Your sample images show the compromises of each approach quite well. I picked 20% quality double res because artifacts more visible below that level (in your image the clouds are the most problematic) and the size saving wasn’t as great on the size images I was using. In the lower res images the boat’s name and other detail such as the foreground post are fuzzy in the 800×600.

        In other words text and detail benefit from the double res approach but subtle shifts in colour are probably going to be better at lower resolution at low compression, and there is no guarantee on file size..

        • Interesting that you saw savings using Pixelmator. I suppose it could be the specific images we each used. I agree an average would be better before coming to any conclusion. I’ll have to keep testing on different images and see what I find.

          Yeah it’s definitely the clouds in the image I posted. I notice more noise in that area in the lower quality images. I hadn’t noticed the boat name. I can see it now on the larger image test. On the smaller one it’s so small anyway. I’m not really seeing any issues with the post out front, though it could be my monitor or my eye.

          I haven’t given up on this technique at all. I just found it odd that my initial tests with it didn’t seem to match up to what I expected to see. Something that definitely needs more testing.

          Have you placed any of the images you tested online? I’d be interested in taking a look.

  2. Very interesting test here, I’m creating a small little design project that uses a background image and I was wondering what to do with high resolution devices.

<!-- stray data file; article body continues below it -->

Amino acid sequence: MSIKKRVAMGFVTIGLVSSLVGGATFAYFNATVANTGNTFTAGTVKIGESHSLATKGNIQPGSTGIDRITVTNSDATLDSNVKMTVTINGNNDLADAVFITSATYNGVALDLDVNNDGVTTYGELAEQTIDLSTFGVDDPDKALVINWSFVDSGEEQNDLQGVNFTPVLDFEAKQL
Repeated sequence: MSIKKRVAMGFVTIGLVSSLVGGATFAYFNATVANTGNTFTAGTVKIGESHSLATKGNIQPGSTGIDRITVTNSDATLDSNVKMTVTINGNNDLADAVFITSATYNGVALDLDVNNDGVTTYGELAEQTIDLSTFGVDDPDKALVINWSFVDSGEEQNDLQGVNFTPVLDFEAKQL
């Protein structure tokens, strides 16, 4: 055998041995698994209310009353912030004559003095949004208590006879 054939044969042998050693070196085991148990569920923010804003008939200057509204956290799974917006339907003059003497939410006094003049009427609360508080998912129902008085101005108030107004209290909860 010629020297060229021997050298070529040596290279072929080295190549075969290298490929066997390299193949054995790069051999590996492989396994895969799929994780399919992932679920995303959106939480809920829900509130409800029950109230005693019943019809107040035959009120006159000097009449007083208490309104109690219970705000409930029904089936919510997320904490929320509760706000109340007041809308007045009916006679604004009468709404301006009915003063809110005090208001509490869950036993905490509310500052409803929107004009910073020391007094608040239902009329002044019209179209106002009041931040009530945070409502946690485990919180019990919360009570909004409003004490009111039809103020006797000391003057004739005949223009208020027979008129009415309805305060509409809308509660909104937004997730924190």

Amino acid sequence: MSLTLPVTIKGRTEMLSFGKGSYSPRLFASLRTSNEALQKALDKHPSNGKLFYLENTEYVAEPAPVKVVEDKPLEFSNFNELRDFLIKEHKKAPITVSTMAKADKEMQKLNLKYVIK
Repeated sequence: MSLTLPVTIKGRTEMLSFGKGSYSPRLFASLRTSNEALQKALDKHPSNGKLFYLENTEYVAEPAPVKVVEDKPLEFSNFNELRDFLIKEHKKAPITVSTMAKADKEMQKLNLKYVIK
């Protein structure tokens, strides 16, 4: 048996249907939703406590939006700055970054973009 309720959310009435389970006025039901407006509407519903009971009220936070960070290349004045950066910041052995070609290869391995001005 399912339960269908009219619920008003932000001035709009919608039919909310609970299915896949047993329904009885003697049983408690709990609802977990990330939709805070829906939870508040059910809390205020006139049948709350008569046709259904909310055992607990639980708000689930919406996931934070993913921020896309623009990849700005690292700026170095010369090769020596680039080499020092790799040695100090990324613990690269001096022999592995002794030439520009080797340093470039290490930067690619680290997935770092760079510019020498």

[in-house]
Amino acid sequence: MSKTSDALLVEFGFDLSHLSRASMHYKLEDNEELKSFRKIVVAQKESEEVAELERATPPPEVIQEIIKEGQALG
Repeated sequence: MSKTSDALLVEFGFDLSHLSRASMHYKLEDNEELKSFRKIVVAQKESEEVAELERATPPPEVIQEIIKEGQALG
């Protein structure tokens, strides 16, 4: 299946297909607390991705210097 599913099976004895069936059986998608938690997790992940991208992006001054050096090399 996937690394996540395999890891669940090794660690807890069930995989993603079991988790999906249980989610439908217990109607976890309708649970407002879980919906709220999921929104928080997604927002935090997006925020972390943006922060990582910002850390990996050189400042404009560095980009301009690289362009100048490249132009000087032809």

I’ve taken a look at images you’ve posted, but unfortunately, I couldn’t tell the difference on my non-hi resolution screen. I don’t have a hi res device with me so I cant help you with the tests.

    I believe I might go with the larger image at a smaller compression, but thats more of a gut feel and I have no scientific answers.

    Looking forward to see your results 🙂

    • I don’t think there’s a huge difference when you look at the images on a non-retina display. I do notice some differences. It’s mostly extra noise in a certain part of the image, but not so much to make the lower quality images look bad.

      When I looked on my iPad with a retina display I notice the same thing. I can’t say I’m seeing the larger dimension images with so much better quality.

      The larger dimensions at lower compression is what the technique suggests. It seems like the right approach, but if I’m not seeing enough difference in quality and I’m not seeing any savings in file size, I’m wondering if that’s best. Maybe I’m doing something wrong or misinterpreting what’s supposed to happen.

  3. Interesting post. I did a similar sort of test a few weeks ago and found double resolution with a compression of around 20-25% to be the sweet spot for standard and hi-res displays.

    Any compression lower than this works on standard resolution screens but poor image quality is apparent on retina screens.

    I also, like you, found though that images saved at original size with 60% compression can have a smaller file size than the compression method, they will just appear blurrier on retina. This of course depends on the image.